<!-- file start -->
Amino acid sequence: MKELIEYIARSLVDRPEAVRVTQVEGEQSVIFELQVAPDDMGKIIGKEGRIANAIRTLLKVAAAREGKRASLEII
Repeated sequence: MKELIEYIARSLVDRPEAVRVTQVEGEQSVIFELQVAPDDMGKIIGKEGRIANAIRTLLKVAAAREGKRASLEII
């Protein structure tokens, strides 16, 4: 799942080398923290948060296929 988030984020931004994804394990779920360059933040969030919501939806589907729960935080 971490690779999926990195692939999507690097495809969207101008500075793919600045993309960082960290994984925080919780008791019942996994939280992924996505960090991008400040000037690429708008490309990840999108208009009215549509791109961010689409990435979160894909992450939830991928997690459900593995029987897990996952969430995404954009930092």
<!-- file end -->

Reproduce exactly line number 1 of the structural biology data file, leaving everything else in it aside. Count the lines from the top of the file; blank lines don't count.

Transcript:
Amino acid sequence: MKELIEYIARSLVDRPEAVRVTQVEGEQSVIFELQVAPDDMGKIIGKEGRIANAIRTLLKVAAAREGKRASLEII